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Maggie Koerth-Baker

Maggie Koerth-Baker is the science editor at BoingBoing.net. She writes a monthly column for The New York Times Magazine and is the author of Before the Lights Go Out, a book about electricity, infrastructure, and the future of energy. You can find Maggie on Twitter and Facebook.

Maggie goes places and talks to people. Find out where she'll be speaking next.


Center for Public Integrity smacks down ABC bid to tag along on their Pulitzer

Remember in school, when you had to do group projects, and there was always that one kid who showed up late, only worked on part of the project, half-assed what they did do and then demanded full credit that other people earned? Yeah, that's apparently Nightline. Maggie 11

Check your neuroskepticism

I have been increasingly skeptical of the value of brain imaging studies and the scope of what they can actually tell us. This report from the University of Pennsylvania and the Hastings Center is a nice counterpoint that's making me skeptical of my skepticism. Maggie 3

Space cherries hit puberty early

It normally takes 8-10 years for a cherry tree grown from a seed to blossom. But some seeds that went to space aboard the ISS are producing trees that flower far, far earlier. One in as little as two years. Nobody knows why, or whether the effect actually has anything to do with the time the seeds spent in orbit. Maggie 13

Millennia-old canoe discovered in museum hallway

A canoe found by the shores of Lake Minnetonka in 1934 is not 264 years old, as previously thought, but closer to 1000. It is in remarkably good condition and, until recently, sat in the corner of a hallway at the Western Hennepin County Pioneer Association museum.

Scientists begin investigating possible health impacts of e-cigarettes

A study released in January found that e-cigarette vapor can promote the development of cancer in certain types of human cells — at least, when those cells are in a petri dish. These are early findings, and they don't yet undermine the idea that e-cigs are healthier to smoke than regular cigarettes. But they do prompt some questions about second-hand smoke and the health of people you smoke e-cigarettes around. Maggie 63

List of people who have mysteriously disappeared

My new Wikipedia list obsession: List of people who have mysteriously disappeared. Some of the "mysteries" are not as mysterious as you might hope (some Romans and ancient Gauls who disappeared in the midst of war, for instance) but the list goes back to 71 BC and there's enough interesting entries to warrant some high-quality time suck. Maggie 18

Funny gene names

Turn off the maggie gene in fruit flies and larvae will never mature into adults. It's just one of the genes on Joe Hanson's list of best funny gene names. Maggie 4

Measles outbreaks have potential to spread farther, and through more people, than we thought

People fully vaccinated against measles could lose some of that protection as they get older. That means teenagers, college students, and adults could, potentially, contract and pass along measles in outbreaks that begin with younger, unvaccinated children. Maggie 11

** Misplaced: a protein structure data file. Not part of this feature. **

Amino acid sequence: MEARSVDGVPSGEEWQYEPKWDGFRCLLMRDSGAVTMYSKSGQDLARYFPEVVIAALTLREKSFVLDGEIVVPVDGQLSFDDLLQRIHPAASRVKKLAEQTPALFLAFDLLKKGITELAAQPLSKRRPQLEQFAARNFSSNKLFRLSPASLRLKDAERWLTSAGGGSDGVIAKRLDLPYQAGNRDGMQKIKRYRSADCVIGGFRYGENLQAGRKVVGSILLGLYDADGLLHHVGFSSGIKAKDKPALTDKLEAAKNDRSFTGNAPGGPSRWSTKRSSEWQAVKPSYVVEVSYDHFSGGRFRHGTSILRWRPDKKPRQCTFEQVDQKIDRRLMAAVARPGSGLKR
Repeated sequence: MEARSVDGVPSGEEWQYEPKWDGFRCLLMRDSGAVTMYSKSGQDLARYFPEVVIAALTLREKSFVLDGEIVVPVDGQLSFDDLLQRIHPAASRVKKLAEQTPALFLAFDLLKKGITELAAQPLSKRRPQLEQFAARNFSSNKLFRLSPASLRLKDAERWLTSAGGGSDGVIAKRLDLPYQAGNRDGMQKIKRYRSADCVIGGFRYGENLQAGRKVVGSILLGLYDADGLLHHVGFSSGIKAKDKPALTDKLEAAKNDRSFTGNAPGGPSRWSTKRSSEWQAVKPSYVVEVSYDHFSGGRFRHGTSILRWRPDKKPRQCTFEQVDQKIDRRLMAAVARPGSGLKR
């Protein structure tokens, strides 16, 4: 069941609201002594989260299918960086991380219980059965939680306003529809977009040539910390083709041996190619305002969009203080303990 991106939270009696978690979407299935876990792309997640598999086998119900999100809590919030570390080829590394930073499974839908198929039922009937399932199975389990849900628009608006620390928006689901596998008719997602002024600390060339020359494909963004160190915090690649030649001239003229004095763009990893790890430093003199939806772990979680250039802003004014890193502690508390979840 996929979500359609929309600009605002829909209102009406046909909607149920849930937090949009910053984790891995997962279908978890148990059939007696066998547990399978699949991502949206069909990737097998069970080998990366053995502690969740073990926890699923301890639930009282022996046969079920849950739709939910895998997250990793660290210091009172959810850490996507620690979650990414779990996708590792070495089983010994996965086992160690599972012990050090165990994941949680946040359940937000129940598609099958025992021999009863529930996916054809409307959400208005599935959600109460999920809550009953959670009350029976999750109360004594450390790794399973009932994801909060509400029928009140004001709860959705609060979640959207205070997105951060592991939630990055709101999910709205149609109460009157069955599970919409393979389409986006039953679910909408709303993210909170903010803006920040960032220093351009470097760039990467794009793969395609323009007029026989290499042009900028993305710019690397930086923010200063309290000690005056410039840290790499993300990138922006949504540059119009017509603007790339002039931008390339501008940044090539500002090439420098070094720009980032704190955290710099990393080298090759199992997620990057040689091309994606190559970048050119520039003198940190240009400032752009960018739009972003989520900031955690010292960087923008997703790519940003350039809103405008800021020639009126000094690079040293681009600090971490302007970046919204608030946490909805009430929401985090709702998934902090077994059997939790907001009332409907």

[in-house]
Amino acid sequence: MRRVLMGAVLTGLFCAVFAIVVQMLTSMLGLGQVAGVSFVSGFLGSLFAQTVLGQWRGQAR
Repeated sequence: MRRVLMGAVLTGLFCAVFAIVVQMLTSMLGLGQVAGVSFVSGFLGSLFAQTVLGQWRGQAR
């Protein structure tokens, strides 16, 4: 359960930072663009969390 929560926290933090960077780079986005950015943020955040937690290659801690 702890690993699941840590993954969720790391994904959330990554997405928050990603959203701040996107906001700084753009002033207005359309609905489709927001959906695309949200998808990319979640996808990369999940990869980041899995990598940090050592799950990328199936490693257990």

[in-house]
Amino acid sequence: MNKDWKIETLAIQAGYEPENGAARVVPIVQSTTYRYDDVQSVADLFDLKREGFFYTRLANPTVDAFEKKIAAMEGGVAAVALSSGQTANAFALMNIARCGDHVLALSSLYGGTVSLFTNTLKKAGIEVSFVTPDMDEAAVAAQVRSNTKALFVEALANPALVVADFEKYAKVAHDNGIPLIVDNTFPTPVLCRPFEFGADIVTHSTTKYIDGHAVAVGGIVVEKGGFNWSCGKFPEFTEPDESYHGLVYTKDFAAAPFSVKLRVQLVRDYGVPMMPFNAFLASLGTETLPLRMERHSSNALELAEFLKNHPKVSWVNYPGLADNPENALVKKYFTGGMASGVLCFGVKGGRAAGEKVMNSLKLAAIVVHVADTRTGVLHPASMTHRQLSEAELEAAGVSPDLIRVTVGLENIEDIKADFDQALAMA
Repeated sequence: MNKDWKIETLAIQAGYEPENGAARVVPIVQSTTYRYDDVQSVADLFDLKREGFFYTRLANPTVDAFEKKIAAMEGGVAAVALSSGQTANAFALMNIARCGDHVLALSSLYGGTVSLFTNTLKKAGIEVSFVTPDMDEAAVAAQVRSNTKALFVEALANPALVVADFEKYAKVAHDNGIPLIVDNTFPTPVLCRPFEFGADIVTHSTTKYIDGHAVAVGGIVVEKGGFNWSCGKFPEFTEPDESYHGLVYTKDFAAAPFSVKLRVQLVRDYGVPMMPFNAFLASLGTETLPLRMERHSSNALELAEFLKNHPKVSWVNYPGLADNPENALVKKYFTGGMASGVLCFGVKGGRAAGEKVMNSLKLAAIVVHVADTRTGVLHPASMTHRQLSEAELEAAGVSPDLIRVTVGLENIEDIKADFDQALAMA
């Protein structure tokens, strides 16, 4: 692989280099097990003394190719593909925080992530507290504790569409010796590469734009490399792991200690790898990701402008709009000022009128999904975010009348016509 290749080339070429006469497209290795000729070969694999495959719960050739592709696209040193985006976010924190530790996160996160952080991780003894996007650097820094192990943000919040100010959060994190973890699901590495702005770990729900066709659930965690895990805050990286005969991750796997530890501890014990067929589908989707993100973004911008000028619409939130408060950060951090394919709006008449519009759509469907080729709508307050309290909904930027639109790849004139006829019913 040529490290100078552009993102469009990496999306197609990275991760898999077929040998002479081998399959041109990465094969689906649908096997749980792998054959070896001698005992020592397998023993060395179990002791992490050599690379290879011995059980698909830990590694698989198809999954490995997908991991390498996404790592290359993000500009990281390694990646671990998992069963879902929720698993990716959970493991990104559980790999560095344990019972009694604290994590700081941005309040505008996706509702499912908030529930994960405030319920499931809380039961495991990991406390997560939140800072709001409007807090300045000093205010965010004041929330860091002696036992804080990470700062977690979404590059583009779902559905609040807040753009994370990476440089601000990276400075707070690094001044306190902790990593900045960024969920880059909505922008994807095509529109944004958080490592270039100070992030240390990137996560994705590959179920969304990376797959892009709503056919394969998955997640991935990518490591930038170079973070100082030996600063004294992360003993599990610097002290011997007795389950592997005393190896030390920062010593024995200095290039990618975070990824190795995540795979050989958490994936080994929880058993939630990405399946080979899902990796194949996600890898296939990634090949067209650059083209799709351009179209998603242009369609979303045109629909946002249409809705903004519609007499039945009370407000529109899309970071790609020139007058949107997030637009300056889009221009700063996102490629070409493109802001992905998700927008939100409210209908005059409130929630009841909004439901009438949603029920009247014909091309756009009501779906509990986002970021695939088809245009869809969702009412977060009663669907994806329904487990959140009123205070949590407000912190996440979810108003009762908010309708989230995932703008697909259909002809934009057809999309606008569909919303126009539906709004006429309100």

Punishments for scientists who don't make research open access

The National Institutes of Health requires research it funds to be put into the public access PubMed Central database within a year of publication. Now, it's witholding grant money from scientists who fail to comply with that rule. Ditto the Wellcome Trust in the UK. Maggie 9

In space, everyone can drink your pee

Coming soon to space: A urine recycling system that turns pee into both water AND the electricity necessary to power the water purification system. Maggie 8

A visit to a legal recreational marijuana store

I had kind of expected to find that, following the legalization of marijuana in Colorado, Boulder's head shop business would merge with the newly created legal pot business, to create a sort of Super Head Shop — where one could purchase both Grateful Dead teddy bear T-shirts and the substances necessary to make those shirts seem cool.

I was wrong.

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"Mystery Pooper", "Hash Bash" front page stories in Ann Arbor

And now, the news from Lake Erie.

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Two possible explanations of mysterious earthquake lights

Centuries of humans have reported strange lights moving along the ground before an earthquake strikes. Now, two different teams of scientists have two competing theories that could explain where those lights come from and how they're made. Maggie 6

Fish don't need no stinking eyes

Meet the Mexican blind cavefish, which has no eyes, and instead echolocates through the power of fishface. Maggie 9

Watch freaky oarfish frolic in the Sea of Cortez

Oarfish are freaky sea dragons. You might remember them from the beaching incidents last fall, when two oarfish turned up on the coast of California within a week. That's a big deal, because the fish usually live far down in the ocean — at depths up to 3000 feet. It's relatively rare to catch them at a depth where humans have easy access. In this video, you can see tourists with a Shedd Aquarium travel program interacting with a couple of 15-feet-long oarfish in the Sea of Cortez. Definitely stick around to about 1:40 in the video, where you get some stunning underwater close ups of the oarfish.

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